Right to Quiet Society Noiseletter
Spring 2008 - page 6

From Pipedown - UK: Muzak-maddened man runs amok!

“A man named J.S. Brook today confessed to 200 crimes of destroying musak systems in shops and other public spaces. He explained that his actions, while damaging property, had hurt no one, unlike the noise pumped out by such machines which wrecks people’s mental health. The case was adjourned to let psychiatrists examine the man and his strange demand for ‘freedom from piped music’”.
From Pipedown - Germany:
Headline over article about ubiquitous background music: Served without being ordered

“Music at all hours of the day is no longer perceived as music.”     

—German author Erich Limpach

“Quiet area” not so quiet

The cafeteria “Food Fair” in the Pattison Pavilion of the Vancouver General Hospital provides a quiet area without muzak. A sign that invites patrons says:

This is a designated quiet area. There are meetings in progress and offices close by.
Thank you for your silence.

This quiet area is very much appreciated, although one can tell that it never was part of the original plan.

It was relegated to some space in a short, fairly wide windowless corridor, which leads from the cafeteria to offices and the kitchen. While the absence of muzak is pleasant, one can frequently hear people yakking on their cell phones. When there are meetings in adjacent offices, these voices are pouring out through the open doors, and so does the clanking from the kitchen. All that noise is often louder than the muzak in the serenaded dining room; a well-meant effort with a poor result.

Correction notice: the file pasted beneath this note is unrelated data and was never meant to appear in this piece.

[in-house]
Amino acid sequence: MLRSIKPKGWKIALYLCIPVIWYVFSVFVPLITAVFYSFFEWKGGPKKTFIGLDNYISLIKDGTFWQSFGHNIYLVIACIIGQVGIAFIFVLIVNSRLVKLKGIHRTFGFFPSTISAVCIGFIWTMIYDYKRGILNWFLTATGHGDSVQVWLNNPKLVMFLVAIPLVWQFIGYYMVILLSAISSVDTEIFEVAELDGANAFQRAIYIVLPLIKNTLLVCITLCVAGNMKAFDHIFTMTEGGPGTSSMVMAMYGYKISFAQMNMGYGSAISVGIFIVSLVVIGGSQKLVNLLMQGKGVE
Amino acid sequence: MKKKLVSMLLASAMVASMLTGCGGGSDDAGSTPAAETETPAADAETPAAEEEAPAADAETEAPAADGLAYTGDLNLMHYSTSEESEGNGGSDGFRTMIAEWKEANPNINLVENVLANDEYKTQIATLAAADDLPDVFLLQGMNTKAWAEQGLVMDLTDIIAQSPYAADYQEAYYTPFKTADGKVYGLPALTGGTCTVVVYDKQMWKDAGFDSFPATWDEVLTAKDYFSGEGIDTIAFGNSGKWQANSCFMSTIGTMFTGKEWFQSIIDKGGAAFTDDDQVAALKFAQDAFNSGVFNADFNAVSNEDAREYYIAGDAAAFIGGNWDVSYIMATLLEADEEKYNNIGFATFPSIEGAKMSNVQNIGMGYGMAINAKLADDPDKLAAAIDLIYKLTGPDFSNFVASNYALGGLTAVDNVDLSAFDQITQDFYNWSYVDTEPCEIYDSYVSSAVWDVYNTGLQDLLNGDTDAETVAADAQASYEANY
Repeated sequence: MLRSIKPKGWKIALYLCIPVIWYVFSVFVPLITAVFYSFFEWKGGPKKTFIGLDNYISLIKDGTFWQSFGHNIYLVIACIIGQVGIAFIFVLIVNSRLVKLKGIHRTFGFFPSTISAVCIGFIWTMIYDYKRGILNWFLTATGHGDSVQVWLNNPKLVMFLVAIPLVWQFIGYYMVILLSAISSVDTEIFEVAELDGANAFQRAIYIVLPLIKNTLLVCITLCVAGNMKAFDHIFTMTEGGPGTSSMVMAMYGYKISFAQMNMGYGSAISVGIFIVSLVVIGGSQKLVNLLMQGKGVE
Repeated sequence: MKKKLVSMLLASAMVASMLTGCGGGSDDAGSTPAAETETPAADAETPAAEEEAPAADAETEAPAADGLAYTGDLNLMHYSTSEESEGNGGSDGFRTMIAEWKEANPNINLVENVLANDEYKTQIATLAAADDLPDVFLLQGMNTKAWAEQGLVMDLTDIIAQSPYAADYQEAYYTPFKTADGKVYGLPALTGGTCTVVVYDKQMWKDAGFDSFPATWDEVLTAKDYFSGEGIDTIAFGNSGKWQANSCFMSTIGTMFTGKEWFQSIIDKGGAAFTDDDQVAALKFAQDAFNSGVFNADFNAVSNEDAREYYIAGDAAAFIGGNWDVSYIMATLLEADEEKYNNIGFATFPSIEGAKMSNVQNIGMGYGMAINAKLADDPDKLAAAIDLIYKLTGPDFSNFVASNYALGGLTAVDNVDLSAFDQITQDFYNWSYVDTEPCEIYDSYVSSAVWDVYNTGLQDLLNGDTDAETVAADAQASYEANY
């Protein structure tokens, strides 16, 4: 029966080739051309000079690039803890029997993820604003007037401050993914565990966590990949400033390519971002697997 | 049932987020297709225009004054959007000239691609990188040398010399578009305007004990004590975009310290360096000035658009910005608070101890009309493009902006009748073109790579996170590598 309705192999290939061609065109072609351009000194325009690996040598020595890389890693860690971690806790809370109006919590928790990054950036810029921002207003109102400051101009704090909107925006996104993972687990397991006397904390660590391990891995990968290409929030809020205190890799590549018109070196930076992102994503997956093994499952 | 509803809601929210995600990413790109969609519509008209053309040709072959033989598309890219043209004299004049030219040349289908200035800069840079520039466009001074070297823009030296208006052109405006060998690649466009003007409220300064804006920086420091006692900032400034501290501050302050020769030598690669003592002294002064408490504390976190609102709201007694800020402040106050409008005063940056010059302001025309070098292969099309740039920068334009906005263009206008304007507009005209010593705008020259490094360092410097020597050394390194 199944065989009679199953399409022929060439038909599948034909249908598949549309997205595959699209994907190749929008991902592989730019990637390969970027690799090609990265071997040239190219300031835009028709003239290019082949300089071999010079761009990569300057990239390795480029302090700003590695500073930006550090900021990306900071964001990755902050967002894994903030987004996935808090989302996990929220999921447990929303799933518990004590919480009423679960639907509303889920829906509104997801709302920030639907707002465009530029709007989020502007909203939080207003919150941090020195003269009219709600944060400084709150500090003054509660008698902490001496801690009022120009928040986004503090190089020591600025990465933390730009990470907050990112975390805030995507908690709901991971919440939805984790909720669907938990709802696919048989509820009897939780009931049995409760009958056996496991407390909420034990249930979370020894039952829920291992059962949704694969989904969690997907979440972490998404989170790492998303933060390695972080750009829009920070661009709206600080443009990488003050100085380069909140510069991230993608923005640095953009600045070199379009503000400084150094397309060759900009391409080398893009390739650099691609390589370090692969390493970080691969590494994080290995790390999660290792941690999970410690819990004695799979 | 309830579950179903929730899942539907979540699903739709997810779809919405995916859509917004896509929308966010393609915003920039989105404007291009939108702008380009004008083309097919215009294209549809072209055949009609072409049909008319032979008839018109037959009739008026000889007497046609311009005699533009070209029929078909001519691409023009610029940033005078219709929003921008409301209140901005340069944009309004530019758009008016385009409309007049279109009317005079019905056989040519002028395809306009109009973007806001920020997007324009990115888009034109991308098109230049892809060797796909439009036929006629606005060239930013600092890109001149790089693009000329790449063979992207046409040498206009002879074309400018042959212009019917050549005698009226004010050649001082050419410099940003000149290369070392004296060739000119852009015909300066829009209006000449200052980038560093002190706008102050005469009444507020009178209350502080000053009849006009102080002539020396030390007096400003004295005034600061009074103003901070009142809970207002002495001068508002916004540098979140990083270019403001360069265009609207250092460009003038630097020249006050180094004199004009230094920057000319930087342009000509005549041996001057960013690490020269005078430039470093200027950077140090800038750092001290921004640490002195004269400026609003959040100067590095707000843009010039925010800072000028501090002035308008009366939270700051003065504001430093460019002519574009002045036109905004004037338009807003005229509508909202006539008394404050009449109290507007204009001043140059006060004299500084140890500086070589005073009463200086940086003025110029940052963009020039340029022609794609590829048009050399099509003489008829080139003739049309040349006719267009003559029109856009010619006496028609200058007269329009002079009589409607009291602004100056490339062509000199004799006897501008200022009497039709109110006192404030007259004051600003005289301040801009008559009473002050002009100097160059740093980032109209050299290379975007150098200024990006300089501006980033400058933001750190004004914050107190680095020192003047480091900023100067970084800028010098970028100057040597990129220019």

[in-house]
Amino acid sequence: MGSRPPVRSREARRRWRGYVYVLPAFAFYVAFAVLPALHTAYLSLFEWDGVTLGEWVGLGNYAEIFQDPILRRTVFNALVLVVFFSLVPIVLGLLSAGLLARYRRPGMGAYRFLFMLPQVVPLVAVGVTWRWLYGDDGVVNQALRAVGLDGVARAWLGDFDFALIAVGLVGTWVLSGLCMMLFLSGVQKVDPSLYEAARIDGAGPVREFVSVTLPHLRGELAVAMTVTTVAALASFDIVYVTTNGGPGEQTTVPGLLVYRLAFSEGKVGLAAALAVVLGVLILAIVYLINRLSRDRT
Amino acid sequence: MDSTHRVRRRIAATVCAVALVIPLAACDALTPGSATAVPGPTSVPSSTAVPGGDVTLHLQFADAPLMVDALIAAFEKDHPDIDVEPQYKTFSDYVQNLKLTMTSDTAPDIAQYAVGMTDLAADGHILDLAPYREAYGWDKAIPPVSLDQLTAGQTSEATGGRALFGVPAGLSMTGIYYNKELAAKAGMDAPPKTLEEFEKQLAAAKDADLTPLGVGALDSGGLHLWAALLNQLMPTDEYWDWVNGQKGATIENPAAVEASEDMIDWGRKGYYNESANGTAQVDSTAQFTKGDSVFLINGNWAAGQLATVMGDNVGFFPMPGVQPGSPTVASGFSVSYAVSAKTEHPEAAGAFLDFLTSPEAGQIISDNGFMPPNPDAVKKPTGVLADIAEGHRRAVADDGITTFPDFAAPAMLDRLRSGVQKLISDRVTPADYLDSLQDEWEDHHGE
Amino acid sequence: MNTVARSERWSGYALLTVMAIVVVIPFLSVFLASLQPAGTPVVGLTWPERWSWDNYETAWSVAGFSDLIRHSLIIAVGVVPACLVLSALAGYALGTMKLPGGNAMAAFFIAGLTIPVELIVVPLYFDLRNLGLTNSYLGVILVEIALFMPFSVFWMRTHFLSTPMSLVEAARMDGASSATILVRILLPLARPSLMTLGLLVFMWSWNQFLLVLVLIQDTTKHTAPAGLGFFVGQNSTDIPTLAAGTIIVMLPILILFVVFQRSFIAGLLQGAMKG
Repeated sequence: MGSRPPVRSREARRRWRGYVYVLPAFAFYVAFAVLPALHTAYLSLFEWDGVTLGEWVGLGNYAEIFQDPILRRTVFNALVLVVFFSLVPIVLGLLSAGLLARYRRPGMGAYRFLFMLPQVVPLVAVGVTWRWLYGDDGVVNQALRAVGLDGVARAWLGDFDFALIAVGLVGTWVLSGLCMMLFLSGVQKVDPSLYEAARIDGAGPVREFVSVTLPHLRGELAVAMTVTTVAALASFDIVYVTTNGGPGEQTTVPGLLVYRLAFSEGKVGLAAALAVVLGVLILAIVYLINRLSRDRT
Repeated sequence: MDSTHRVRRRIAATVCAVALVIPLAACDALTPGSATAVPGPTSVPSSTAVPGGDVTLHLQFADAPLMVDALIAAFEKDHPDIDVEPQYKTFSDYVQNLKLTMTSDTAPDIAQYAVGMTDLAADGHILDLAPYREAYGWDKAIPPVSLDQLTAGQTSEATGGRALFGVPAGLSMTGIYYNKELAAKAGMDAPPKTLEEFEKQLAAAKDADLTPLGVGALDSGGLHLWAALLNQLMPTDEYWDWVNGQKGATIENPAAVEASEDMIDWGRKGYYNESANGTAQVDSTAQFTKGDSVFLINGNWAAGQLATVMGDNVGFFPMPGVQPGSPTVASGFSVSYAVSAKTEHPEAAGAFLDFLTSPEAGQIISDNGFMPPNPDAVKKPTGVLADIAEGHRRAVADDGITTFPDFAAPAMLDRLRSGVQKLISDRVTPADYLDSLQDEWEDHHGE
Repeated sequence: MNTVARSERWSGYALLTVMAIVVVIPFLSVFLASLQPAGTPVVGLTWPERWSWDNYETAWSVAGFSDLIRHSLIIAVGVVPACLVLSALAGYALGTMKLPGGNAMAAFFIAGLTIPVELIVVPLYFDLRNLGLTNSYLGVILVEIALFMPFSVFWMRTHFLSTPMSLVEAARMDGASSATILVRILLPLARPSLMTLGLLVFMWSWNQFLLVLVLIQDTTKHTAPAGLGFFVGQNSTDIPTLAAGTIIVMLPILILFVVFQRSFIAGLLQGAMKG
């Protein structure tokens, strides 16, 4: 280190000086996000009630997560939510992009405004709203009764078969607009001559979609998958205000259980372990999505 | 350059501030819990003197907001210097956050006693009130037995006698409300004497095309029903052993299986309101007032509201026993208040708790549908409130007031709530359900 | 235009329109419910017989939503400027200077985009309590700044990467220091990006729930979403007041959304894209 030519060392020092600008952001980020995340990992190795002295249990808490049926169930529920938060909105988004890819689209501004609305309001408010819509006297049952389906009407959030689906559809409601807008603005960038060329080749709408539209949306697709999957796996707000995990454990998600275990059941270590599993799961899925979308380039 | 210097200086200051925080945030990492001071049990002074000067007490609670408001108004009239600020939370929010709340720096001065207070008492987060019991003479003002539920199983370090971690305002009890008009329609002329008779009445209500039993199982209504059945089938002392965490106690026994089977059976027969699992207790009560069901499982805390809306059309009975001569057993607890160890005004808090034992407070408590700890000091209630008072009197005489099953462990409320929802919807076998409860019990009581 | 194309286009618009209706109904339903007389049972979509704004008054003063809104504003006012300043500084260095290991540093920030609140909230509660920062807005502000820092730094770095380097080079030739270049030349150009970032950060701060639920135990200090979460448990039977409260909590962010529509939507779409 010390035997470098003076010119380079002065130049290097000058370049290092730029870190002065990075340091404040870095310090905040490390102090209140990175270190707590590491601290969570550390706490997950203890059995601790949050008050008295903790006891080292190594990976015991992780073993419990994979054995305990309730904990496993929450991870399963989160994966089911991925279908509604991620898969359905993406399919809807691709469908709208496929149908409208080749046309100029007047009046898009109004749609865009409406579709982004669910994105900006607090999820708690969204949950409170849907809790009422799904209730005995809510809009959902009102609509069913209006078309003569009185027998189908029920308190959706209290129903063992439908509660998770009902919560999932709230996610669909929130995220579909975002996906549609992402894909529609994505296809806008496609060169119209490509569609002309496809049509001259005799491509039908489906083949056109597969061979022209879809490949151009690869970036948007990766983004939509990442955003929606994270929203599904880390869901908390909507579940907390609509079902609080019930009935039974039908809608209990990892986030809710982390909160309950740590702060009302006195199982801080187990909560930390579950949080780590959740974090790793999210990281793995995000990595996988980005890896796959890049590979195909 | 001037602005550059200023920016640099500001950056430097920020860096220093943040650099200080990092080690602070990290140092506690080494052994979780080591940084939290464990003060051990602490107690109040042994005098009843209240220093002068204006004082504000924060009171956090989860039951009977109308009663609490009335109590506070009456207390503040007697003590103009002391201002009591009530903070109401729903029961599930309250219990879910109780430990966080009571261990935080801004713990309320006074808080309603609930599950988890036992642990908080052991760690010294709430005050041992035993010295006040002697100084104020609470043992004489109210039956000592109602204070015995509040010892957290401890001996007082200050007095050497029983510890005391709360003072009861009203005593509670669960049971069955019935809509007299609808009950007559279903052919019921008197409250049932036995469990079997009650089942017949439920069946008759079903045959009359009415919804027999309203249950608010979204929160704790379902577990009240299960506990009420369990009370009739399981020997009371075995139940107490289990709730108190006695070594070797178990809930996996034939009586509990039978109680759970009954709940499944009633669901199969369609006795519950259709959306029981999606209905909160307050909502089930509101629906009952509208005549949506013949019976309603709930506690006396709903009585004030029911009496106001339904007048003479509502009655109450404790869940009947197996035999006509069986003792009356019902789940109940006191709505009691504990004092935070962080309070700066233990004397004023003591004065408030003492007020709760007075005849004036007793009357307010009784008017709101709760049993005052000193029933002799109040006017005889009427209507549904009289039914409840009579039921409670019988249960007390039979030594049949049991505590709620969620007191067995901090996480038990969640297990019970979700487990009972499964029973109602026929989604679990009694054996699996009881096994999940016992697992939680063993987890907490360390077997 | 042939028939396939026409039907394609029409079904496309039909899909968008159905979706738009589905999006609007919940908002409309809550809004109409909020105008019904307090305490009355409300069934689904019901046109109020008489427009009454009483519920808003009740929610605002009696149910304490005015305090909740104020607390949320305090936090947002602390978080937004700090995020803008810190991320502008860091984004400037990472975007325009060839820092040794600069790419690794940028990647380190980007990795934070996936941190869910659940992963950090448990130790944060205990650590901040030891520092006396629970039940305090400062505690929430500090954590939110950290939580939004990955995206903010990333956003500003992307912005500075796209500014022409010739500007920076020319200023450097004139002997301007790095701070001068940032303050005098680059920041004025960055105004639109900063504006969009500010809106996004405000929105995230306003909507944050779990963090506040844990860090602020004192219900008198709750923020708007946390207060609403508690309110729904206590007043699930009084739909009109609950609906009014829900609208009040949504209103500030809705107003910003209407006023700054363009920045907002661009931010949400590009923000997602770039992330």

Prisoners in Argentinawere tortured with exposure to incessant, loud music.

—CBC Radio One, Dispatches, January 20, 2008

A U.S. federal judge ruled that the use of sonar for military experiments is not exempt from the law.

—CBC Radio One, Newscast, February 5, 2008.

Members report:
In White Rock, B.C., E. Bell made some very good suggestions to her city council to reduce the noise from lawn care, so that the enjoyment of one’s garden, patio or balcony could once again be a more relaxing experience, as it was prior to using all the noisy, polluting machinery.
In Vancouver, M. Friesen made several complaints to the authorities last summer about the very loud pre-fireworks musical entertainment, as did Dr. R. Dunn. The response from the authorities and the event organisers was that “everyone enjoyed it” and that it would continue. Complaints were also made about the drummers on English Bay, who often drum on for hours. Playing of “music” in Vancouver’s public parks is not well regulated at all. Particularly with loud music, we have to deal with addiction as well as progressing hearing-loss. We urge everyone to speak out against all this cacophony to show that not “everyone enjoys it”.

St. Jacobs, Ontario, F. Buehler took advantage of one of those “suggestion forms” of his member of parliament to make comments. He enclosed a letter requesting to do something really meaningful and beneficial for all Canadians and start working at the problems with noise pollution. Public address-systems, boom-cars, leaf-blowers and loud mufflers were stated as some of the worst offenders that ought to be strictly regulated or outlawed.

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